World leaders ‘must support CCS projects’ to cut CO2 emissions
Policymakers must do more to limit an increase in CO2 emissions through the development of carbon capture and storage (CCS) projects across a wider range of global industries and regions.
That’s the overwhelming argument put forward in the latest report from the Global CCS Institute – The Global Status of CCS 2014 – which makes the case for CCS as a way to meet international climate targets and keep global warming beneath two degrees. (Scroll down for report summary).
CCS prevents CO2 from entering the atmosphere by capturing up to 90% of the CO2 emissions pro-duced by burning fossil fuels in electricity generation and industrial processes.
The Global CCS Institute has identified 55 large-scale CCS projects around the world, including 19 projects in the early stages of development planning.
However, the report argues that much more needs to be done to ensure a ‘potential portfolio’ of planned CCS projects is converted into an ‘actual portfolio’ of operating projects by 2020.
Policy support over the last five years has not been strong enough to launch the number of large-scale CCS projects anticipated at the start of the decade with more than 40% of those asked indicating that the incentives currently in place aren’t adequate to ensure projects are completed.
The Institute also suggests that CCS project progress must be accelerated in the developing world as well as developed countries.
In its 2012 Energy Technology Perspectives, the International Energy Agency (IEA) estimated that 70% of CCS operation must happen in developing countries by 2050 to achieve the two degrees global emission scenario.
IEA executive director Maria van der Hoeven said: “After many years of research, development, and valuable but rather limited practical experience, we now need to shift to a higher gear in developing CCS into a true energy option, to be deployed in large scale.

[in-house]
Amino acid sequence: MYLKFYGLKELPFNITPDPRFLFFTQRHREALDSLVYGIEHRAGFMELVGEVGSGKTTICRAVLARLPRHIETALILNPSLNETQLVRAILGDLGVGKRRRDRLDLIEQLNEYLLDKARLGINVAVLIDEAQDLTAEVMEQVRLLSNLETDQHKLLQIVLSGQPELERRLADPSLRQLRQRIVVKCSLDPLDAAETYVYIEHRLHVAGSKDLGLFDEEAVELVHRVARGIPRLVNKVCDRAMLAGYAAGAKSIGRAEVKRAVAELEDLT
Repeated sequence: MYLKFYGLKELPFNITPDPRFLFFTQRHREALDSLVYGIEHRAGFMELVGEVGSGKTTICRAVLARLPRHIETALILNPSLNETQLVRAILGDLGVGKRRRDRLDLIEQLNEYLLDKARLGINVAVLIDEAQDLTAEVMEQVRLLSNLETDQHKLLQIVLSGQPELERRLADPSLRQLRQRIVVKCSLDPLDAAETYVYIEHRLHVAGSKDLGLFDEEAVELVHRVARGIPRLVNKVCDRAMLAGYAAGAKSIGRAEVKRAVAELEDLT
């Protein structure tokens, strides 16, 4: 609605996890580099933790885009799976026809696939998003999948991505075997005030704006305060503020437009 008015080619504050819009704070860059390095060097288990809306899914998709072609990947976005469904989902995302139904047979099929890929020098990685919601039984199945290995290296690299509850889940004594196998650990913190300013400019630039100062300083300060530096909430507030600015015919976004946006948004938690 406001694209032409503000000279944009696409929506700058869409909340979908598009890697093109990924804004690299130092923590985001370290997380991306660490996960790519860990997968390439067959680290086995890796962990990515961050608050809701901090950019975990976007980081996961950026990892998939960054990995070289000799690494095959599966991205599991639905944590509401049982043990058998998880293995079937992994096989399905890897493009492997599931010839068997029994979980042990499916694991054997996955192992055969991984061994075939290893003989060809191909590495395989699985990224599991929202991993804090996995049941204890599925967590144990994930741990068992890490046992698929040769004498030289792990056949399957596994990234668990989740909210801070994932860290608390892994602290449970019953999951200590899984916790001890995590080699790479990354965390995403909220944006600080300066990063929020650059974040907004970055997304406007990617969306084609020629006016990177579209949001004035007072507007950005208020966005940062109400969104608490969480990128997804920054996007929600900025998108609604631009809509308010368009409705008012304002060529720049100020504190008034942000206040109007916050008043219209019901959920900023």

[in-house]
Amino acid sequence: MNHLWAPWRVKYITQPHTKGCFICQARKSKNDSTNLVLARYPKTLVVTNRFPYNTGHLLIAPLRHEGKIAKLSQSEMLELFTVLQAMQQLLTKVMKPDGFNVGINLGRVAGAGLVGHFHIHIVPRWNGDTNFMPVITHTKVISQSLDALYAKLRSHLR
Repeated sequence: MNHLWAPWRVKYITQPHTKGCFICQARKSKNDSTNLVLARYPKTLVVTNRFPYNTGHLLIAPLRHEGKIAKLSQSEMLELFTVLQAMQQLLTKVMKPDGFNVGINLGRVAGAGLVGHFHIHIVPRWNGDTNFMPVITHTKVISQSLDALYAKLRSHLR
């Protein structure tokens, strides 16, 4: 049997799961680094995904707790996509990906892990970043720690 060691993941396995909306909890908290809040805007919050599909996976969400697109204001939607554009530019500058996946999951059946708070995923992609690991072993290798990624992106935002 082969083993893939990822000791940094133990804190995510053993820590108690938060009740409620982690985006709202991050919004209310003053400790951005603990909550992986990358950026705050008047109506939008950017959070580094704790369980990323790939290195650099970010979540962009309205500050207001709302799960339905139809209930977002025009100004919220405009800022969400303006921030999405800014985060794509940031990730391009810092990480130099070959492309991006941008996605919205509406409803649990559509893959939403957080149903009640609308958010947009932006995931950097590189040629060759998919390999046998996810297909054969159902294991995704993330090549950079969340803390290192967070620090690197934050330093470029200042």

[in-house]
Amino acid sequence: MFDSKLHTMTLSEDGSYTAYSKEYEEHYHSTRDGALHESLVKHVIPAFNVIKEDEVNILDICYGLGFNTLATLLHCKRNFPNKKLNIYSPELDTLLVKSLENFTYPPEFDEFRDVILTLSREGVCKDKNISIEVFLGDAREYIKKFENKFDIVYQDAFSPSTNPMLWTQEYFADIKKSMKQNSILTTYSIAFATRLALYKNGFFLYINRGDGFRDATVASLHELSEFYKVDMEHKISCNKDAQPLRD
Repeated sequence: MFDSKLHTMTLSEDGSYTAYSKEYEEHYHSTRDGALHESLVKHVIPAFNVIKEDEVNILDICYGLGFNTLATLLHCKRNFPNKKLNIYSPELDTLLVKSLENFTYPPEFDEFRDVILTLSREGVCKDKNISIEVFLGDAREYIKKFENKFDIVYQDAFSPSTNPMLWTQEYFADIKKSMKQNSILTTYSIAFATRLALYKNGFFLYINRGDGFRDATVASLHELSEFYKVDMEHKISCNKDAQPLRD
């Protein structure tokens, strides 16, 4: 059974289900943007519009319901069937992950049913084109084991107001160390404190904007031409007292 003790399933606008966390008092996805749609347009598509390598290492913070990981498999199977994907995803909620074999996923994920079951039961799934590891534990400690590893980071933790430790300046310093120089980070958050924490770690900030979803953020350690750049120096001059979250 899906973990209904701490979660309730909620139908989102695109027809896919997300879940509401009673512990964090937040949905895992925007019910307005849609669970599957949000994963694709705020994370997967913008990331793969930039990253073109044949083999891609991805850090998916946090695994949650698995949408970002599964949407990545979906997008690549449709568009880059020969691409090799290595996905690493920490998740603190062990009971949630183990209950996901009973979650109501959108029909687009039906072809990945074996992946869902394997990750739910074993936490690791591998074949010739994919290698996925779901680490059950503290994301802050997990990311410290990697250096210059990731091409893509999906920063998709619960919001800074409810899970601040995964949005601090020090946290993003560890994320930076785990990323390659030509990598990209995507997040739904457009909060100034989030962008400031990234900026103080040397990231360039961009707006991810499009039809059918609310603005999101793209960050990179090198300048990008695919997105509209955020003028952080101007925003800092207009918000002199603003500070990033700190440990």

“It is not enough to only see CCS in long-term energy scenarios as a solution that happens some time in a distant future. Instead, we must get to its true development right here and now.”
The Energy Technologies Institute (ETI) – a public-private partnership between global energy and engineering companies and the UK Government – has welcomed the publication of the report.
ETI programme manager for CCS Andrew Green said: “At the ETI we have for a long time advocated the importance of CCS as a key component of any future low carbon energy system, because of its wide systems application and value. Today’s report from the Global CCS Institute highlights some positive momentum for the industry which it is important to exploit.
“The UK could be at the forefront of a global CCS market. The UK is making progress with the DECC CCS Competition but more work needs to be done. It is important that as a country we learn and collaborate with these international activities to provide a benefit back to the UK.
“Strong momentum is needed to make the industry both competitive and viable. That means it is essential that the industry builds confidence in its ability to deliver, to attract the investment required to make the potential of CCS a reality.”
In September, edie reported on a Cambridge University survey suggesting that a lack of public awareness may be undermining the use of CCS for tackling carbon emissions.
REPORT: The Global Status of CCS
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